According to the chromaticity measurement, the conditions of reinforcement mortar 1 and 2 showed the most similar chromaticity to that of the representation sample on days 7 and 28 of curing. After day 28, reinforcement mortar 1 showed high similarity with the lowest chromaticity value. Second, reinforcement mortar 2 was similar to the representation sample. The overall whiteness during the curing period increased with time and hardening progress. The oyster shell powder-added samples showed more increase in whiteness on day 28 than on day 7.

    According to the measurement of contraction ratio, the ratios of all samples were below 1%, and those of reinforcement mortar 1 and 2 were lowest. The 100% NHL sample showed higher ratio than that of NHL mortar, indicating that it depends on the mixing of the aggregate. Reinforcement mortar 1 and 2 showed almost no change of dimensional stability owing to the presence of CaCO3 and the roles of oyster shell powder and shells with various grain sizes.

    According to the absorption-ratio measurement, 100% NHL showed the highest ratio of approximately 36%, whereas reinforcement mortar 1 showed the lowest ratio of approximately 14%. The absorption ratio of the representation sample was as high as 32% and those of NHL mortar and reinforcement mortar 1 and 2 were over 14%, indicating lower values than that of the representation sample but better absorption than that of cement.

    5 CONCLUSION

    A reinforcing agent reflecting the material characteristics of mural-painted walls made of shells was produced and its applicability was tested. The result confirmed that the hydraulicity and strength were identified even when an NHL product was not used. Reinforcement mortar 1 showed hydraulicity, less strength, and more whiteness than samples with NHL product. For reinforcement mortar 2, high content of shell was mixed to reflect characteristics of the original wall sample, and its strength was similar to that of reinforcement mortar 1 with high whiteness level.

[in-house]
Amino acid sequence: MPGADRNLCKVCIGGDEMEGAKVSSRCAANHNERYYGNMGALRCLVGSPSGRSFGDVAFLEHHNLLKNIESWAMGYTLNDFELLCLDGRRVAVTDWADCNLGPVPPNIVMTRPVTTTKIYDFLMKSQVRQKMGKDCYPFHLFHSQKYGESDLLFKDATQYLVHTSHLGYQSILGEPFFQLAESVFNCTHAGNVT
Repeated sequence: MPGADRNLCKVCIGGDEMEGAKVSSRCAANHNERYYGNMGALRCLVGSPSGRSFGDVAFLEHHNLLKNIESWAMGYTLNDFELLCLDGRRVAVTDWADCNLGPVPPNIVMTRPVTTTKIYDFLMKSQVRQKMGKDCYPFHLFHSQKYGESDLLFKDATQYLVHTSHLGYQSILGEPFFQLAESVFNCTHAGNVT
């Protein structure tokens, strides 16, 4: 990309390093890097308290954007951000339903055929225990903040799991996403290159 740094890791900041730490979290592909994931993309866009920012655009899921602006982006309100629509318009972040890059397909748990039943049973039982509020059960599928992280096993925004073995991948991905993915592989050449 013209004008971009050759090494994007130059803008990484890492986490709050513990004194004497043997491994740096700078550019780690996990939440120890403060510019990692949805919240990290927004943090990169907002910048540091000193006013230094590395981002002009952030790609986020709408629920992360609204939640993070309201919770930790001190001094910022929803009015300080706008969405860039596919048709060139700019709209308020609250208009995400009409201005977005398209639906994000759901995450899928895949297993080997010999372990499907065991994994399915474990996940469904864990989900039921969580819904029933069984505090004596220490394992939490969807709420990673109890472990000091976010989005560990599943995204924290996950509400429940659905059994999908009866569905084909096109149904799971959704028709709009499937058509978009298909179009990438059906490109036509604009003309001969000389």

According to the contraction ratio measurement on the reinforcing samples, reinforcement mortar 1 and 2 showed more stability in the property change level compared to the NHL product group. In addition, according to the absorption test, the NHL product group showed high level of absorption, indicating that reinforcement mortar 1 and 2 are relatively stable. Compared to the representation sample, reinforcement mortar 1 and 2 mixed with calcined shells showed physical characteristics including similar strength, relatively low level of absorption, and contraction ratio. Therefore, it would be a suitable reinforcing agent for mural-painted walls made of shell compared to NHLapplied samples, which show approximately 4-6 times different strength.

    If a pilot test is conducted reflecting the interior condition of tombs according to the reinforcing agent condition confirmed by this study, the property evaluation of the reinforcing agent can be more objectively identified for stable application.

    ACKNOWLEDGEMENT

    This study was conducted as part of the “Planning of closure and conservation for mural painting of Goa-ri tomb in Goryeong, Gaya in 2017,” supported by the Goryeong-Gun and Cultural Heritage Administration

    Figure

    JCS-34-295_F1.gif

    Compressive strength of sample on day 7.

    JCS-34-295_F2.gif

    Compressive strength of sample on day 28.

    JCS-34-295_F3.gif

    Comparison of Goa-ri representation sample on day 7.

    JCS-34-295_F4.gif

    Comparison of Goa-ri representation sample on day 28.

    JCS-34-295_F5.gif

    Whiteness of sample type(days 7 and 28).

    JCS-34-295_F6.gif

    Contraction of different samples.

    JCS-34-295_F7.gif

    Absorption of sample type.

    Table

    Classification of samples

    Mortar samples in all conditions

    Compressive strengths of samples

    Chromaticity of sample type(days 7 and 28)

    Contraction of sample type (%)

    Absorption of sample type (%)